HSBC is set to be the next big British company to feel the wrath of its shareholders over directors' pay, when plans to make as much as £120m in bonuses available to its executive team will be presented at the bank's annual general meeting on Friday.
The payments, available over the next three years in cash and shares, would be linked to performance but a number of investors are already raising the stakes of the meeting by criticising the move in advance. Eric Knight, who runs Knight Vinke Asset Management, and who last year wrote to HSBC's chairman Stephen Green saying he thought the bank was as much as 50 per cent undervalued, will be at the meeting and has already been critical of the package.
Mr Green, who earns a basic salary of £1.25m a year, will not benefit from the bonus scheme. The bank's chief executive, Mike Geoghegan, could earn as much as 4m in bonuses, on top of his £1m-a-year salary, and up to £7m as part of the bank's long-term incentive plan, according to the proposals. Douglas Flint, the fin-ance director, the Asia chief executive Sandy Flockhart and chairman Vincent Cheng are also proposed beneficiaries. Stuart Gulliver, HSBC's markets head, and the highest paid executive at the bank, is not included in the new structure.
The bank said in a letter to shareholders that the move would put it on a more equal footing with the world's biggest banks and that "the objective was to ensure closer alignment of remuneration arrangements with HSBC's business strategy, taking into account competitive market practice". Mr Knight said on his website that this did not take shareholders' interests into account, adding: "This means that HSBC is measuring itself against the largest banks instead of measuring itself against the best performing banks." HSBC did not return calls yesterday.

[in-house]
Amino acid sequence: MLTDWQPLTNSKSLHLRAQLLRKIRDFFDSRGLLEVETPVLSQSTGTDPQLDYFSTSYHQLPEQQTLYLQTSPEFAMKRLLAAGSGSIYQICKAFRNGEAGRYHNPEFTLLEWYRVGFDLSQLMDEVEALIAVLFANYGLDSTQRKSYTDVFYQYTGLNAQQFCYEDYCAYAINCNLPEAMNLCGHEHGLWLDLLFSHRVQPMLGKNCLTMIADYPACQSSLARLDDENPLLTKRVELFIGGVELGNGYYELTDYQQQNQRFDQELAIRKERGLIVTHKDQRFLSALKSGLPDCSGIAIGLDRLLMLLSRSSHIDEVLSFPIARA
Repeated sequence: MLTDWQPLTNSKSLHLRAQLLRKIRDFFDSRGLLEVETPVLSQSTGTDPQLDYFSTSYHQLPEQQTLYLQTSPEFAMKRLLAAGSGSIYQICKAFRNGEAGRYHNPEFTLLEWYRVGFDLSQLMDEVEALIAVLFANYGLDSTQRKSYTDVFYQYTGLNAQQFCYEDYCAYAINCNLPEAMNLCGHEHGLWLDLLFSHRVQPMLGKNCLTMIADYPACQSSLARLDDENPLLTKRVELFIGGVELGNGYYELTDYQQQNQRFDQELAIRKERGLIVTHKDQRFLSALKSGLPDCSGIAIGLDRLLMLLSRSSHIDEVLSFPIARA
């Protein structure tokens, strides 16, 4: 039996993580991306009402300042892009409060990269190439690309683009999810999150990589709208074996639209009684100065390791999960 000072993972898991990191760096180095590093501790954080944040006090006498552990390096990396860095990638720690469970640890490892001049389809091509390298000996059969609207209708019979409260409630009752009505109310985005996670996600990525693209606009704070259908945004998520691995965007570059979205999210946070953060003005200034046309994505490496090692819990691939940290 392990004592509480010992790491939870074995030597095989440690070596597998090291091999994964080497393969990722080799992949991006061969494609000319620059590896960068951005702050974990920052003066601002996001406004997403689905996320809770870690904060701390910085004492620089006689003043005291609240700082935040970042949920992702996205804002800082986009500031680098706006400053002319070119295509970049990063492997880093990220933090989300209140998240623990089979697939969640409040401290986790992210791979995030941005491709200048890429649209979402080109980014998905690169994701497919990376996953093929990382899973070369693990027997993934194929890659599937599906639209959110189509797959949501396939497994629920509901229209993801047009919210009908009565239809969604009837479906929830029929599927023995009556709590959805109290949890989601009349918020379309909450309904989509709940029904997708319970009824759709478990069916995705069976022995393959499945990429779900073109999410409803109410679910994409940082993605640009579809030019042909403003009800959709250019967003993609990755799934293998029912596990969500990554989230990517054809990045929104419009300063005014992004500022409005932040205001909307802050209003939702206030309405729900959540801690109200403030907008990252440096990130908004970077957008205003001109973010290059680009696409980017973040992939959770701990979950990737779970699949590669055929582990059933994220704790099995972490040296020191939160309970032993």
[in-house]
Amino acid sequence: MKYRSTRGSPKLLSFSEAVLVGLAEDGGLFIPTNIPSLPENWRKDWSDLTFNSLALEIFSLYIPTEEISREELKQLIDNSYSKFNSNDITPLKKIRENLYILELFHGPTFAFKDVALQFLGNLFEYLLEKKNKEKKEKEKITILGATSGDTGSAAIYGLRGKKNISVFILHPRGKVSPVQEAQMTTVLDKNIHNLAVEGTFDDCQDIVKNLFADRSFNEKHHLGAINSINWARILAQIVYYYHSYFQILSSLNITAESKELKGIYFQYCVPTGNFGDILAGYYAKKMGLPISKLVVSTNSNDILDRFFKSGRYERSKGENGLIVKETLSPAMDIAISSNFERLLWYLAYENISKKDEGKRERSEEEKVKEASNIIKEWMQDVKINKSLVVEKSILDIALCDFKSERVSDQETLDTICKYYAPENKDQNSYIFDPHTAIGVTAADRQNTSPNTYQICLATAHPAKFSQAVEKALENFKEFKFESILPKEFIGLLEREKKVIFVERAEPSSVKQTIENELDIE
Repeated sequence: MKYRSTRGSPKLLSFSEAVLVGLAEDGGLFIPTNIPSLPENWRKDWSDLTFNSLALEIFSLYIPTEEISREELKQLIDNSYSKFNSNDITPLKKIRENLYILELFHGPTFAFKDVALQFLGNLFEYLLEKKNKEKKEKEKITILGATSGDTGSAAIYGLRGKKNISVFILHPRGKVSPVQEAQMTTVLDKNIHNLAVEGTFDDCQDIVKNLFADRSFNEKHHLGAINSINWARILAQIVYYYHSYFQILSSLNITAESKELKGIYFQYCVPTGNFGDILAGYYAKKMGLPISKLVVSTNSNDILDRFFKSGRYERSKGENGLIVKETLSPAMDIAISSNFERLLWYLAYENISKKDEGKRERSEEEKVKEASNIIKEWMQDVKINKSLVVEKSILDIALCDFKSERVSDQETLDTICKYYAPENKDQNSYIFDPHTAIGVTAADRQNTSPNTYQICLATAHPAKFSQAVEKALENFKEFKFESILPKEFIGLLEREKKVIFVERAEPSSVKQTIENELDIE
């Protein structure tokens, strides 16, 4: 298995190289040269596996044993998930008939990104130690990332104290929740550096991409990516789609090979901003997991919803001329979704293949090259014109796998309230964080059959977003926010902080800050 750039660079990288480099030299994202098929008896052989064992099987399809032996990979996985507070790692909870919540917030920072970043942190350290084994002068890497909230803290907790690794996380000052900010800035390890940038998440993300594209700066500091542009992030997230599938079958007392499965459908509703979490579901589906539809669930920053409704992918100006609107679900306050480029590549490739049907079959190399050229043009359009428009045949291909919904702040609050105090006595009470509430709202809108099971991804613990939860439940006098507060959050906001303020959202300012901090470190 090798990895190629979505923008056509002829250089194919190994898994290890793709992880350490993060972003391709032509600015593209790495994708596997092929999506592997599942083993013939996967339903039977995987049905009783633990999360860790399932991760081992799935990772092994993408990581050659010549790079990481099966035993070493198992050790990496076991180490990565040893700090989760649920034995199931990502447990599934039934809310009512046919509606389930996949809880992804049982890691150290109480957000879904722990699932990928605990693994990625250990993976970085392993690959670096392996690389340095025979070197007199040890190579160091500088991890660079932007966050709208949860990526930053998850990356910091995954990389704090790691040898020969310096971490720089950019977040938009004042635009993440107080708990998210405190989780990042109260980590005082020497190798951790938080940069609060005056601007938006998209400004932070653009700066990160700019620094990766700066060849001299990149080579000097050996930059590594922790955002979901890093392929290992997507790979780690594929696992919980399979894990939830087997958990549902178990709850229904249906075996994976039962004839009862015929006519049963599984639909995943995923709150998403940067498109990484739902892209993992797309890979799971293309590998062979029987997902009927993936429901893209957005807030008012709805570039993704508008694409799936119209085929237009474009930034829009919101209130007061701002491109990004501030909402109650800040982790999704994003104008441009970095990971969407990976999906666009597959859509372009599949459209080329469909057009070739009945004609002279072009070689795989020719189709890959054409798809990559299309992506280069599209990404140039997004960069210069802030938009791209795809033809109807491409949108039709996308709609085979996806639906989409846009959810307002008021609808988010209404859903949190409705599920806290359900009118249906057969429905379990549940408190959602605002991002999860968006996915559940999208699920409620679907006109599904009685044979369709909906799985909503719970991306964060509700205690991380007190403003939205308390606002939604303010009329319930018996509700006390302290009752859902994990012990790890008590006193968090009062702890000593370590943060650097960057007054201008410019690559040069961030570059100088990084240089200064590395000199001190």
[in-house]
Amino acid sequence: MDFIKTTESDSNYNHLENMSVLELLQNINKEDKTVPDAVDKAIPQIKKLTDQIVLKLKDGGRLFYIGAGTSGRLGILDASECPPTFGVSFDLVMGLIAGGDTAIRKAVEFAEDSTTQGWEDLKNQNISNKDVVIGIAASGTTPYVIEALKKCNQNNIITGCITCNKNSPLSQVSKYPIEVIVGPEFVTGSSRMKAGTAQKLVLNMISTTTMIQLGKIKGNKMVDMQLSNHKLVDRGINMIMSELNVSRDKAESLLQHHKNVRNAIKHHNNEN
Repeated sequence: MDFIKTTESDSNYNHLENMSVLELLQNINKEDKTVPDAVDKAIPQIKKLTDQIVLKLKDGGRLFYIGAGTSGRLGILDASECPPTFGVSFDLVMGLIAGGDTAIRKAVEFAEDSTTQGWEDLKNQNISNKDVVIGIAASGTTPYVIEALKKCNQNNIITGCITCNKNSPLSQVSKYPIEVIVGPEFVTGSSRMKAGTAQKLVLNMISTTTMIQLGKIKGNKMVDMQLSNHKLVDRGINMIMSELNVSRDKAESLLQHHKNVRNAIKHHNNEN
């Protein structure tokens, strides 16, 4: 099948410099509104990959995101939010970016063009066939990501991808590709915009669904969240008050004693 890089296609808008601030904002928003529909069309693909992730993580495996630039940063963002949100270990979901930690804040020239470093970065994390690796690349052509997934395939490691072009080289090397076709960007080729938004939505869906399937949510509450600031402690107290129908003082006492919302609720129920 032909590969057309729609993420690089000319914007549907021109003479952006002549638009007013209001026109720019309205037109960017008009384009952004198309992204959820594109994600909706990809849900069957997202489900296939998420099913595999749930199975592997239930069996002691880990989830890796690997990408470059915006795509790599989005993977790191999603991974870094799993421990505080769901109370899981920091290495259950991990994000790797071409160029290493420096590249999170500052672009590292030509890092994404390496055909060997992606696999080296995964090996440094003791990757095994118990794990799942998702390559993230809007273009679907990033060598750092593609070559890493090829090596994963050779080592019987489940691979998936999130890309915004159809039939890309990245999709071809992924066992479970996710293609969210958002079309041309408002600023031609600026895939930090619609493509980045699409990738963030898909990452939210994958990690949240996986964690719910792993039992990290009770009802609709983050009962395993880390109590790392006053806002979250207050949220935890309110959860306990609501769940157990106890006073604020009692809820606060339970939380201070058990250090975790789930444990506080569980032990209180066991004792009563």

The decision to increase senior executives' bonuses will be taken just a week after Hector Sants, the chief executive of the Financial Services Authority, said that the City watchdog is planning to take bankers' bonuses into account when it assesses banks' exposure to risk.
Shareholders at a number of FTSE 100 companies have expressed anger at pay awards in recent weeks. Last Wednesday, GlaxoSmithKline stockholders protested at a 2.5m retention payment made to its head of pharmaceuticals Chris Viehbach-er, who lost out to Andrew Witty in the race to succeed Jean-Pierre Garnier as chief executive. Only 61 per cent of votes cast were in favour of the payment.
Royal Dutch Shell shareholders also protested last week at plans to give three directors 1m each. A third of those voting on the plan last Tuesday rejected it.
While HSBC shareholders are likely to mount a protest on Friday, the resolution will almost certainly be backed. A spokesman for Mr Knight said that while the issue of directors' pay was important, more of an objection would be made about other areas where the bank was underperforming, such as the United States.
The bank reported this month than first-quarter profits were up on last year after growth in its emerging markets business. In March, it reported writedowns of $17.2bn, largely from its exposure to the US housing market.
Meanwhile, Knight Vinke's European Corporate Governance Fund underperformed the FTSE All World Europe Index in the fourth quarter of 2007 as its investments in HSBC and Project Adriatica investments in four European energy companies weighed on returns, according to data prepared for Calpers, the California pension fund. The return in the fourth quarter was -1.2 per cent compared with a benchmark return of 0.3 per cent, the report said.